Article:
Static Routes

Static routes are commonly used when you are routing from a network to a stub network. A stub network (sometimes called a leaf node) is a network accessed by a single route. Static routes can also be useful for specifying a “gateway of last resort” to which all packets with an unknown destination address are sent. Following is the syntax for configuring a static route:

RouterX(config)# ip route network [mask] {address | interface}[distance] [permanent]

Summary of Static Routing

Routing is the process by which items get from one location to another. In networking, a router is the device used to route traffic. Routers can forward packets over static routes or dynamic routes based on the router configuration.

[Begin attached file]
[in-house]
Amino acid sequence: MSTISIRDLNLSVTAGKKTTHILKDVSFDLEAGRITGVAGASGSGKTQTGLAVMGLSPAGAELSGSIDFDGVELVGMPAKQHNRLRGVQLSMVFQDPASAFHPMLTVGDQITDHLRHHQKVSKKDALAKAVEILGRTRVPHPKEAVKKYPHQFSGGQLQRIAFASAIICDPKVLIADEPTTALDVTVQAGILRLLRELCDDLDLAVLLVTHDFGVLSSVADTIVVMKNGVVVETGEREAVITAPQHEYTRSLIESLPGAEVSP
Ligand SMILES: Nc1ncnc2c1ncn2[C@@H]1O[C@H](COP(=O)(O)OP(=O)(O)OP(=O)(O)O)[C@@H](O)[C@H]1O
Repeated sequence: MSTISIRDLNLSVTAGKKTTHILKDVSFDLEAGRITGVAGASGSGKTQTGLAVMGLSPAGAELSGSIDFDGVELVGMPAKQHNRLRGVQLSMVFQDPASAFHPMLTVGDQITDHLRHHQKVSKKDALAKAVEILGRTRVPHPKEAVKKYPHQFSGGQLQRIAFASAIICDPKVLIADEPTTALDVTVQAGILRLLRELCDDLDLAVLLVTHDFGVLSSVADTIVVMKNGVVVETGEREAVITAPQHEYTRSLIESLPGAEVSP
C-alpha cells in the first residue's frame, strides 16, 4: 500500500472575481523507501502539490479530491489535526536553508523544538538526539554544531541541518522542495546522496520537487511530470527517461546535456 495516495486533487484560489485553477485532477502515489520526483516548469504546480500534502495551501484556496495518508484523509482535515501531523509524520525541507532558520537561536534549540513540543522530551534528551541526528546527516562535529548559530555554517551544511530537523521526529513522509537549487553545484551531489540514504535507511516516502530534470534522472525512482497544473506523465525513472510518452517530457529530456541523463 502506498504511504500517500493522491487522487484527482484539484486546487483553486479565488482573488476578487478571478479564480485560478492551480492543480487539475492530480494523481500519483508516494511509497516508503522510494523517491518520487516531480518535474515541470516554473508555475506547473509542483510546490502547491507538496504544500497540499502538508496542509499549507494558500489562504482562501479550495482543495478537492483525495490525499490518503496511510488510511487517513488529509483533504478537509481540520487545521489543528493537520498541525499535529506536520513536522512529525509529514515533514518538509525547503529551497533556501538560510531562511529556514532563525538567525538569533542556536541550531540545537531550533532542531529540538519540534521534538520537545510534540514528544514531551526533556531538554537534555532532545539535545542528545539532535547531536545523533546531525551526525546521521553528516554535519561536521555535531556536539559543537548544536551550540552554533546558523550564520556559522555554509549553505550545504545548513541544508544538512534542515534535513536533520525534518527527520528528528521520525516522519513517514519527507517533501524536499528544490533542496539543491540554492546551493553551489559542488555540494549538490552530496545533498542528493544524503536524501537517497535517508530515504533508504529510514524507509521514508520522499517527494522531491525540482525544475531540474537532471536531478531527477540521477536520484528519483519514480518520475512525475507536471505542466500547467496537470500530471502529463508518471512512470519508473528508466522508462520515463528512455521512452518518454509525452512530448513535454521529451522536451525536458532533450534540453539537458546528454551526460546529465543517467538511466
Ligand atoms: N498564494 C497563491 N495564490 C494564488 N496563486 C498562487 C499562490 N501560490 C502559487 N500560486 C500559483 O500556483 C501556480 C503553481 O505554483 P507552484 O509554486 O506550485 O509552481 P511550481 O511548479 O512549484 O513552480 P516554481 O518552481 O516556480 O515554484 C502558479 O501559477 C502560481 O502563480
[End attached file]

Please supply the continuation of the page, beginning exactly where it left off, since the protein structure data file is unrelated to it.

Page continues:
■ Static routers use a route that a network administrator enters into the router manually. Dynamic routes use a router that a network routing protocol adjusts automatically for topology or traffic changes.
■ Unidirectional static routes must be configured to and from a stub network to allow communications to occur.
■ The ip route command can be used to configure default route forwarding.
■ The show ip route command verifies that static routing is properly configured. Static routes are signified in the command output by “S.”


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